Apparently the IMF's chief economist Olivier Blanchard is now encouraging countries to target a higher inflation rate of, say, 4% in order to help countries deal with macroeconomic problems.
Now, I suspect that Mr. Blanchard is a very bright fellow, but this idea is just crazy.
Let's start with the obvious: what kind of policy deliberately depreciates the value of the currency for savers? A 4% annual inflation rate means more than 40% less purchasing power 10 years from now - is this supposed to help citizens save for their retirement?
Next, what does this insane policy mean for interest rates? If you know that inflation is going to be running at 4% or higher, how high of a yield will you demand to compensate?
(I can only imagine what the Chinese government - owners of over $2 trillion in US government bonds - must think of this idea).
Finally, does Mr. Blanchard's team really think that monetary policy can be tweaked to such a degree that inflation could be targeted at 4%?
I could go on, but you get the idea.
No wonder people are losing faith in governments around the world.
Here's an excerpt from the piece; full length follows:
IMF Tells Bankers to Rethink Inflation
The International Monetary Fund's top economist, Olivier Blanchard, says central bankers should consider aiming for a higher inflation rate than they do currently to lessen the chances of repeating the recent severe recession.
Mr. Blanchard, a macroeconomist on leave from the Massachusetts Institute of Technology, said the global economic downturn revealed flaws in macroeconomic policy, especially the reliance primarily on interest rates to manage economies. Although Japan had fallen into a decade-long funk despite low inflation and low interest rates, "most people convinced themselves that the Japanese didn't know what they were doing," Mr. Blanchard said in an interview.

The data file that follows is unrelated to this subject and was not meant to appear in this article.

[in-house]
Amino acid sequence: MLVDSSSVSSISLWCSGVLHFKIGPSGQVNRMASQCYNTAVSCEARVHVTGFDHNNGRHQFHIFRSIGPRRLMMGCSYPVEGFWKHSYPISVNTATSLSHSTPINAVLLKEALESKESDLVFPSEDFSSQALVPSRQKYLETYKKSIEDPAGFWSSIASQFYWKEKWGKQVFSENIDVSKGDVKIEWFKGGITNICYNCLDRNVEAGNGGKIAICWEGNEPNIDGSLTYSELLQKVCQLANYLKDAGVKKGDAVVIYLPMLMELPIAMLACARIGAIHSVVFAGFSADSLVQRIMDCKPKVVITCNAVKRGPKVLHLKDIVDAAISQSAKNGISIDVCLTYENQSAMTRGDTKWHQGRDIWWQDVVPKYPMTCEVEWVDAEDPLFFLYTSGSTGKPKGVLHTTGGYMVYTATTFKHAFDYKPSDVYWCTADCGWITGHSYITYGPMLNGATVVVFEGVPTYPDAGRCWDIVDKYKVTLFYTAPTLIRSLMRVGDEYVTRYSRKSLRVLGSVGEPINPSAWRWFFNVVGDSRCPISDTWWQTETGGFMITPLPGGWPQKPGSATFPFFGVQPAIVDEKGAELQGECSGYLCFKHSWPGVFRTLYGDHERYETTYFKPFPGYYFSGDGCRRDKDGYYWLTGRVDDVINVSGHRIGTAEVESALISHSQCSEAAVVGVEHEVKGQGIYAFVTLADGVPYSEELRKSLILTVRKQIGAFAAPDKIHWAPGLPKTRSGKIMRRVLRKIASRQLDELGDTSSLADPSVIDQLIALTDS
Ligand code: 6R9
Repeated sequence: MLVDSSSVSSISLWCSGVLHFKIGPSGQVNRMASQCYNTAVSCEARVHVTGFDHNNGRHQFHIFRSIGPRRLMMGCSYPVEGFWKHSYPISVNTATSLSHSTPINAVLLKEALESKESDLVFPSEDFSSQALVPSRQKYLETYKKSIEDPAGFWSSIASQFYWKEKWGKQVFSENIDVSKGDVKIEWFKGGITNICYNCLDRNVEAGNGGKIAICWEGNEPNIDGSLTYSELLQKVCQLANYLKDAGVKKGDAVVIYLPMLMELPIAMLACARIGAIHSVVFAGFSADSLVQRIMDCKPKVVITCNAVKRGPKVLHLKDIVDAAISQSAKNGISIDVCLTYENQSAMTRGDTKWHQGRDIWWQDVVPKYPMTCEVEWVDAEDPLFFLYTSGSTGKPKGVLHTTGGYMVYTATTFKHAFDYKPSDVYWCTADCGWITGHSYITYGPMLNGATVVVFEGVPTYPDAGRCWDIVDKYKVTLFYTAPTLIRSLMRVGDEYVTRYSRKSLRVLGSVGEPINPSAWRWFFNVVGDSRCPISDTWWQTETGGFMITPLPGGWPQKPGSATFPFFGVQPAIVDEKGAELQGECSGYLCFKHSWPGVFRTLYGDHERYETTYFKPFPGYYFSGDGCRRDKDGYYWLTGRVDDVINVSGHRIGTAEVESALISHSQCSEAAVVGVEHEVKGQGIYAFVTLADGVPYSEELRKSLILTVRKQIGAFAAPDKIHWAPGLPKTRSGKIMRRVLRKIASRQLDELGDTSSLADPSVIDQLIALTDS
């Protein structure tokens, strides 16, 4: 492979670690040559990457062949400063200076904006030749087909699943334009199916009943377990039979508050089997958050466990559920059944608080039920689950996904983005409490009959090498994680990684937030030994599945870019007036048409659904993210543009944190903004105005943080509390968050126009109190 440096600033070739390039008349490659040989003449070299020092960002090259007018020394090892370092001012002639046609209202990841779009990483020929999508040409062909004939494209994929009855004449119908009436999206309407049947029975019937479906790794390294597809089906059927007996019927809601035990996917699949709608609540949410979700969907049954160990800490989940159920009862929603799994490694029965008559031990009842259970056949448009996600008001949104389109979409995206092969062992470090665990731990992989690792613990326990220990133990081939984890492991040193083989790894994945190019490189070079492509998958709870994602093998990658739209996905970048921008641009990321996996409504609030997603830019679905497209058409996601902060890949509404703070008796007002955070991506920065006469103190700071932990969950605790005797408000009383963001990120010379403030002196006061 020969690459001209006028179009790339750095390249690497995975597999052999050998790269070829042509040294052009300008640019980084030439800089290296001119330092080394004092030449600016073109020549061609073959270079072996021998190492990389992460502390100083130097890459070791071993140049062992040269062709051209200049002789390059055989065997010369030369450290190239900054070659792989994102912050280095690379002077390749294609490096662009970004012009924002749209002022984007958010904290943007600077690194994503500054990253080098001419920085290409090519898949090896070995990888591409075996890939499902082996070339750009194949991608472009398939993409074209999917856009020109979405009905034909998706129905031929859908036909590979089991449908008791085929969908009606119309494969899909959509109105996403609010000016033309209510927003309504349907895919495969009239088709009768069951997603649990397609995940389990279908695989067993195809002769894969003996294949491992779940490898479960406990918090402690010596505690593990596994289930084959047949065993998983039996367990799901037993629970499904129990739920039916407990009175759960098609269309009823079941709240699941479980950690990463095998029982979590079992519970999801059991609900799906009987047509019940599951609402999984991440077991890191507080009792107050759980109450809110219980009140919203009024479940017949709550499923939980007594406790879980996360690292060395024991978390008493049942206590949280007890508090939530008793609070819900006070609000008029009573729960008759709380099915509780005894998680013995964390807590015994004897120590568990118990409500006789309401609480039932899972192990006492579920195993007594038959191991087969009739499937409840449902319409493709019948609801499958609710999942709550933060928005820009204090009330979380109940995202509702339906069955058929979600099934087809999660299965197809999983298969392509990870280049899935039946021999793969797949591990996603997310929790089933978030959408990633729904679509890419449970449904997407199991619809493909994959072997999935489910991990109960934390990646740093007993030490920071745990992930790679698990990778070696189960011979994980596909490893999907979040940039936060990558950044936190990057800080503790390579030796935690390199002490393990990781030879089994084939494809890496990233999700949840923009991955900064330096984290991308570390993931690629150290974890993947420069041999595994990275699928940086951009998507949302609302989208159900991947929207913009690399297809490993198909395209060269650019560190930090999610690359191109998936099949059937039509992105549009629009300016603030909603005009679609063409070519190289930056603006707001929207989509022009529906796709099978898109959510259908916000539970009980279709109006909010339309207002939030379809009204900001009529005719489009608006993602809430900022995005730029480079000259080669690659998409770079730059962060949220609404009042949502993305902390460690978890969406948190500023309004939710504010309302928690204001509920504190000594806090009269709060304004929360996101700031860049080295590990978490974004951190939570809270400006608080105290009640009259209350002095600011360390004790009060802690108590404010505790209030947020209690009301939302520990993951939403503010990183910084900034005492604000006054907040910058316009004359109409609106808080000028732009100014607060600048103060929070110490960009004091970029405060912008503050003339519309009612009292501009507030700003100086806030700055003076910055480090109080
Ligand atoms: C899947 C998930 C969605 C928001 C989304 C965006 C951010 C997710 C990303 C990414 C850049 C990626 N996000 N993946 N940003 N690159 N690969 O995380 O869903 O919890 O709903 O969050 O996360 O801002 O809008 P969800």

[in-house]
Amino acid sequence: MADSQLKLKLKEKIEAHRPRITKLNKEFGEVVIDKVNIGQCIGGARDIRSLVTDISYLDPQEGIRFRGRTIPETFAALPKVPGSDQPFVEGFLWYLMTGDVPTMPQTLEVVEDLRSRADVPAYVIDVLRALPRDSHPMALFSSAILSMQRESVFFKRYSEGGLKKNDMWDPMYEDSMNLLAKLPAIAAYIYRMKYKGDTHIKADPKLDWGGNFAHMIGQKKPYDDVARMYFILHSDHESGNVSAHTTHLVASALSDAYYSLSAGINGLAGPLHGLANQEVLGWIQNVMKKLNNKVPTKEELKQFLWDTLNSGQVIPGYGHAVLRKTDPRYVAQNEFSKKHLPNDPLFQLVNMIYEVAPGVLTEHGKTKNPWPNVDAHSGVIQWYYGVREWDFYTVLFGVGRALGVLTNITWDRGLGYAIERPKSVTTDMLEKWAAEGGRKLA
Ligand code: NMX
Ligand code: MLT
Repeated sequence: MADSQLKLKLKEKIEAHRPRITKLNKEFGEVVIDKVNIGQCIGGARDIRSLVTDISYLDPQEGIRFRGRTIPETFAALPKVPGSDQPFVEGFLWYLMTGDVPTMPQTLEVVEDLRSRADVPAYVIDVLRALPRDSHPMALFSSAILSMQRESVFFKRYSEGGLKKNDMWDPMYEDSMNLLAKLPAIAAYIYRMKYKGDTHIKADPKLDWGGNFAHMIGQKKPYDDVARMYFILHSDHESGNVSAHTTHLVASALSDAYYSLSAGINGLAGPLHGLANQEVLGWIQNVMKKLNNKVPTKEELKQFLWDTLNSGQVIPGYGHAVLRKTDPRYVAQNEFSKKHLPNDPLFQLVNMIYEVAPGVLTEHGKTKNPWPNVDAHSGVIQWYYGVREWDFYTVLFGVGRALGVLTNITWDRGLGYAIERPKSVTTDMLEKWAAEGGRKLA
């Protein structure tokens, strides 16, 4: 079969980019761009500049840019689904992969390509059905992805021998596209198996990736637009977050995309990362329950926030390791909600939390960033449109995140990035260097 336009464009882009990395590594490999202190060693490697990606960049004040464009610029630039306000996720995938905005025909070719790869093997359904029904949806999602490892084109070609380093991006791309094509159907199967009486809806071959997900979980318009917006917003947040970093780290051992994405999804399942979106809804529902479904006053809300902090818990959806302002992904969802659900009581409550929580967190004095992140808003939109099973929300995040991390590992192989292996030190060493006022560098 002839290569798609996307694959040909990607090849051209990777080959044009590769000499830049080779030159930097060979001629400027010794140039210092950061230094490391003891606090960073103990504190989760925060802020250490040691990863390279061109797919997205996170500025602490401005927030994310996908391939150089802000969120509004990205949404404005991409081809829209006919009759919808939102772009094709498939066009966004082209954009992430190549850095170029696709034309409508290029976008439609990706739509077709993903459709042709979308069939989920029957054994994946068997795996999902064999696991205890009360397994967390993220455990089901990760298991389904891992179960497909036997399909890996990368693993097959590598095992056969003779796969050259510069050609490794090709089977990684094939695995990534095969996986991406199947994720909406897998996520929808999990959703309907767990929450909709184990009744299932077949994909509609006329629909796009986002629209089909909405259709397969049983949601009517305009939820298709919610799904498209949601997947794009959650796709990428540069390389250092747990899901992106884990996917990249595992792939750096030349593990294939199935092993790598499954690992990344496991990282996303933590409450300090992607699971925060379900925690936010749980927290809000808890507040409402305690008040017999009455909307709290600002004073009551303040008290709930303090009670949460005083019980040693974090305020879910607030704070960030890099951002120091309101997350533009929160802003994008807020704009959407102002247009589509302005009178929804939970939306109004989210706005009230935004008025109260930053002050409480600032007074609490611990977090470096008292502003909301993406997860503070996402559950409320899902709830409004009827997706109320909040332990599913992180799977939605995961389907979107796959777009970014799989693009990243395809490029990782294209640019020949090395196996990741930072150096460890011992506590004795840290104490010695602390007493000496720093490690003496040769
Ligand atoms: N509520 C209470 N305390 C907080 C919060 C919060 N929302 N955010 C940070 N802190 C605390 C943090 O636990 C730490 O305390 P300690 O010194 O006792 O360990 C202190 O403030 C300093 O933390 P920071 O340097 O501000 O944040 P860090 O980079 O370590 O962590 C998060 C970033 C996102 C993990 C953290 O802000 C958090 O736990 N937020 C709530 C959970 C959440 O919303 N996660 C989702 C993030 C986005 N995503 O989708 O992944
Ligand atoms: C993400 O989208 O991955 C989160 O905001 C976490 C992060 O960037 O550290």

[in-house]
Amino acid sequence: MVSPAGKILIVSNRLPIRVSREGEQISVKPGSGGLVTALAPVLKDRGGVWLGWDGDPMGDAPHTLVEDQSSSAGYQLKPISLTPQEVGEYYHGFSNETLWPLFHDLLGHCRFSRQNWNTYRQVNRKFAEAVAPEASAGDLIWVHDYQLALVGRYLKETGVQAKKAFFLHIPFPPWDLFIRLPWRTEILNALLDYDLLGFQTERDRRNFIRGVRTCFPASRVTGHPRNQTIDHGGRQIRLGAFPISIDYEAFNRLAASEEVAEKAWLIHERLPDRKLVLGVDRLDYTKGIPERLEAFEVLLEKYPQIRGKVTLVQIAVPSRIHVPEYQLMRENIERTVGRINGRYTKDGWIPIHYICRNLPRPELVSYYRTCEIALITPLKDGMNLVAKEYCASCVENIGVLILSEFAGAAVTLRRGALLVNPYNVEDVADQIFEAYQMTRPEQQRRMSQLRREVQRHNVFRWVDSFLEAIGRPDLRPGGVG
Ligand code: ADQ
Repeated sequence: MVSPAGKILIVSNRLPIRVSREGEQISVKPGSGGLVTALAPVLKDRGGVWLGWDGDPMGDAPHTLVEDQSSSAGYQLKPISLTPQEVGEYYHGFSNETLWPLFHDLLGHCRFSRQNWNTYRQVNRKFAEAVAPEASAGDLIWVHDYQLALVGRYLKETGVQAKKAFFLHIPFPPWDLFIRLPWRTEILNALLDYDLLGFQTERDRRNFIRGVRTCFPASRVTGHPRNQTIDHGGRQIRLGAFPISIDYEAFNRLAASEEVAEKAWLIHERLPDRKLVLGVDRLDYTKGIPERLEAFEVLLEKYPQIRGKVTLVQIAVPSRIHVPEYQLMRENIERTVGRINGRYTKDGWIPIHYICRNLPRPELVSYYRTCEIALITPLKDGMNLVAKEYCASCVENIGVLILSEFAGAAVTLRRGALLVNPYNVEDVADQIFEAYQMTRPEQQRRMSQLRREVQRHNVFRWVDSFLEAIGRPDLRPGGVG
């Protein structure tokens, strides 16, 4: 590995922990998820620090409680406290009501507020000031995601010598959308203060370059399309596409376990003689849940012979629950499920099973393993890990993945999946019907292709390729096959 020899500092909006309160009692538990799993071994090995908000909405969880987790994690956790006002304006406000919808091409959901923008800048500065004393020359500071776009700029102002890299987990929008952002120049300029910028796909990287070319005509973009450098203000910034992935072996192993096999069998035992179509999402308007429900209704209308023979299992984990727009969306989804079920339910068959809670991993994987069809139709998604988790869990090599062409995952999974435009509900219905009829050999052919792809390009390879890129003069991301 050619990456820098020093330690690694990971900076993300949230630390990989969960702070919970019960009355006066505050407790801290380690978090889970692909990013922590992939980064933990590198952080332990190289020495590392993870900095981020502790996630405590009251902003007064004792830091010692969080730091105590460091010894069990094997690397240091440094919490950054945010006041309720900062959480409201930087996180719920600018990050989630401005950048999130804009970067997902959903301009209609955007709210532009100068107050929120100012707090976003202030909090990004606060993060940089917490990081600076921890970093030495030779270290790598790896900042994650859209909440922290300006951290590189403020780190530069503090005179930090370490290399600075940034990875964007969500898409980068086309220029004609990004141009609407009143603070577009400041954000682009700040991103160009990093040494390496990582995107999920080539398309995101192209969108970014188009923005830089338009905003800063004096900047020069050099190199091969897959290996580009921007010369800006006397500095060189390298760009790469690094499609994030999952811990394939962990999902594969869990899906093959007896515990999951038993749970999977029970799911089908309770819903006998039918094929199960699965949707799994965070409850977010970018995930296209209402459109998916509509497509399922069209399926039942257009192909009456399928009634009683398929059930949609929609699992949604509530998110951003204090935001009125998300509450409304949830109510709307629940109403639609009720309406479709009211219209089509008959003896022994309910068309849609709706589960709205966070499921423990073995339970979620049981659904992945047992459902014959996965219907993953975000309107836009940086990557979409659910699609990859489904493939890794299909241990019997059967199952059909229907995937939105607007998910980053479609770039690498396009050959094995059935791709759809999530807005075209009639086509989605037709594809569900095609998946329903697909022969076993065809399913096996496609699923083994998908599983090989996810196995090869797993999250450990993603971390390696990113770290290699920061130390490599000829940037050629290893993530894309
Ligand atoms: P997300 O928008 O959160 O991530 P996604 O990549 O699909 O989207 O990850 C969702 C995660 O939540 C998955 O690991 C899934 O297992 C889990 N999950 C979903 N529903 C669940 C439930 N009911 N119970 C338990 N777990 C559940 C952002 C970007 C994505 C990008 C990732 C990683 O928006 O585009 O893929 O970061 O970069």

In a new paper with two other IMF economists, Giovanni Dell'Ariccia and Paolo Mauro, Mr. Blanchard says policy makers need to consider radically different approaches to deal with major banking crises, pandemics or terrorist attacks. In particular, the IMF paper suggests shooting for a higher-level inflation in "normal time in order to increase the room for monetary policy to react to such shocks." Central banks may want to target 4% inflation, rather than the 2% target that most central banks now try to achieve, the IMF paper says.
At a 4% inflation rate, Mr. Blanchard says, short-term interest rates in placid economies likely would be around 6% to 7%, giving central bankers far more room to cut rates before they get near zero, after which it is nearly impossible to cut short-term rates further.
"Now we realize that if we had a few hundred extra basis points"—a basis point is one-hundredth of a percentage point—"to rely on, that would have helped" fight the recent downturn, Mr. Blanchard says. "So it would have been good to start with a higher nominal rate. The only way to get there is higher inflation."